6 But when they said, “Give us a king to lead us,” this displeased Samuel; so he prayed to the Lord. 7 And the Lord told him: “Listen to all that the people are saying to you; it is not you they have rejected, but they have rejected me as their king. 8 As they have done from the day I brought them up out of Egypt until this day, forsaking me and serving other gods, so they are doing to you. 9 Now listen to them; but warn them solemnly and let them know what the king who will reign over them will claim as his rights.”

10 Samuel told all the words of the Lord to the people who were asking him for a king. 11 He said, “This is what the king who will reign over you will claim as his rights: He will take your sons and make them serve with his chariots and horses, and they will run in front of his chariots. 12 Some he will assign to be commanders of thousands and commanders of fifties, and others to plow his ground and reap his harvest, and still others to make weapons of war and equipment for his chariots. 13 He will take your daughters to be perfumers and cooks and bakers. 14 He will take the best of your fields and vineyards and olive groves and give them to his attendants. 15 He will take a tenth of your grain and of your vintage and give it to his officials and attendants. 16 Your male and female servants and the best of your cattle[c] and donkeys he will take for his own use. 17 He will take a tenth of your flocks, and you yourselves will become his slaves. 18 When that day comes, you will cry out for relief from the king you have chosen, but the Lord will not answer you in that day.”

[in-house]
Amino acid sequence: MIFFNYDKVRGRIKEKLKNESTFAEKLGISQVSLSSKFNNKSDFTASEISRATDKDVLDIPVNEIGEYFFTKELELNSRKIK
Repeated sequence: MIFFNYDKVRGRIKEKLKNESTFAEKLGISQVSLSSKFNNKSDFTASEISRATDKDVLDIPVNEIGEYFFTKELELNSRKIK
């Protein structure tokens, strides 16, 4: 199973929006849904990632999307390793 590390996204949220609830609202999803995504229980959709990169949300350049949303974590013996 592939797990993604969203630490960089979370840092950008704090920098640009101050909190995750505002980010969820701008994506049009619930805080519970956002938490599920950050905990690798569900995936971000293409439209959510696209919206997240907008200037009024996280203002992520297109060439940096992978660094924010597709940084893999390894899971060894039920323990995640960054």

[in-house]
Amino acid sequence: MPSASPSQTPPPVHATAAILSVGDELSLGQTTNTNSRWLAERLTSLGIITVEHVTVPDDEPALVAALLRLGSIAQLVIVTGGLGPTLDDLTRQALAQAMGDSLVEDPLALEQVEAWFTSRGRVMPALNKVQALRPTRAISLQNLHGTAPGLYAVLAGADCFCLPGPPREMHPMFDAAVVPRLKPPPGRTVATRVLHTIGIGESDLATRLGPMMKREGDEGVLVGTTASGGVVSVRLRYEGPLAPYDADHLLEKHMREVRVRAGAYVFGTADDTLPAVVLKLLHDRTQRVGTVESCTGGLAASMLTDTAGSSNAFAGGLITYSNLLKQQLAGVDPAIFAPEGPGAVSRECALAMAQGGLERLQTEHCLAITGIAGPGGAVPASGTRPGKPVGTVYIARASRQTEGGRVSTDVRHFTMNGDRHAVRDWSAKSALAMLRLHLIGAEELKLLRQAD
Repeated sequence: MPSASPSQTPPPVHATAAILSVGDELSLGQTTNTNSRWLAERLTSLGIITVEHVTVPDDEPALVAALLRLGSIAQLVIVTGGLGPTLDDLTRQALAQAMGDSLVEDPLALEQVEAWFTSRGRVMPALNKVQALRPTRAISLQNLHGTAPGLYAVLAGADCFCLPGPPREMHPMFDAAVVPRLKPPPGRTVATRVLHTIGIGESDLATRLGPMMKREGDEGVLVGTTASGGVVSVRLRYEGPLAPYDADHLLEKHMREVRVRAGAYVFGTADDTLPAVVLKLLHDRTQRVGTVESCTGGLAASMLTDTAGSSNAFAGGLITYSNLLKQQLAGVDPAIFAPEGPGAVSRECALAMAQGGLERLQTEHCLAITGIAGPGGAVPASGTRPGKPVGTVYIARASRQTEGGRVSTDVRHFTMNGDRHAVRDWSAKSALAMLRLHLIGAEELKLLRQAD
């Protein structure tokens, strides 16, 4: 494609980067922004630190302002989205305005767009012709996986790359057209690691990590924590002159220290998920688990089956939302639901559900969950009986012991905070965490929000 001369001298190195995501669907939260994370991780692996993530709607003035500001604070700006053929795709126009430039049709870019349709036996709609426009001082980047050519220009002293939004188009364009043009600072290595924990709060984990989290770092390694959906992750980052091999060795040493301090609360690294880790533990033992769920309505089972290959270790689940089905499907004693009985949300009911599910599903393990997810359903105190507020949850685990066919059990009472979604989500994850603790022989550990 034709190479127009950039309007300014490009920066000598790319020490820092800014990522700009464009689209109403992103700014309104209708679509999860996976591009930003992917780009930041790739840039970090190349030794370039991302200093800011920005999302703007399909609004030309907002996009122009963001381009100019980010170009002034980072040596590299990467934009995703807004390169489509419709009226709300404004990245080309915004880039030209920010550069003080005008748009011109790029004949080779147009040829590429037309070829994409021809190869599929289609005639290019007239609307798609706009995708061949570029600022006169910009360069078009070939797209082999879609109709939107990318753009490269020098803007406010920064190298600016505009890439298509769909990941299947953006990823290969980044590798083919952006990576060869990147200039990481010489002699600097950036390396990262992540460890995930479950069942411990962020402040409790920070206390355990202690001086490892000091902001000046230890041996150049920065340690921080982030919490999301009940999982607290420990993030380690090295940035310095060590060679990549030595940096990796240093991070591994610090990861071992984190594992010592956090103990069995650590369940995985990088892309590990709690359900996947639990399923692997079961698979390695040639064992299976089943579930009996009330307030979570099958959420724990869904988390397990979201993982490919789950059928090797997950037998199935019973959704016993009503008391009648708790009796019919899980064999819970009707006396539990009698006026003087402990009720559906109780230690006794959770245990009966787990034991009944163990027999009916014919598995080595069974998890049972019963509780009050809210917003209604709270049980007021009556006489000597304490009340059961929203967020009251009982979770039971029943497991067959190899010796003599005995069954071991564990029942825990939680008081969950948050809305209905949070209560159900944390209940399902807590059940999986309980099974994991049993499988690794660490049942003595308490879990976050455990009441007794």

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Aug 13, 2022·edited Aug 13, 2022

There are those - mostly nationalists - who say that it's an irrelevant question, you can't have a perfect system. You can only have good or bad people. If you are good and the current government in your time is bad, you should seek to take power. But that you take power and do good now, is no guarantee for tomorrow. That's for tomorrow's people to deal with.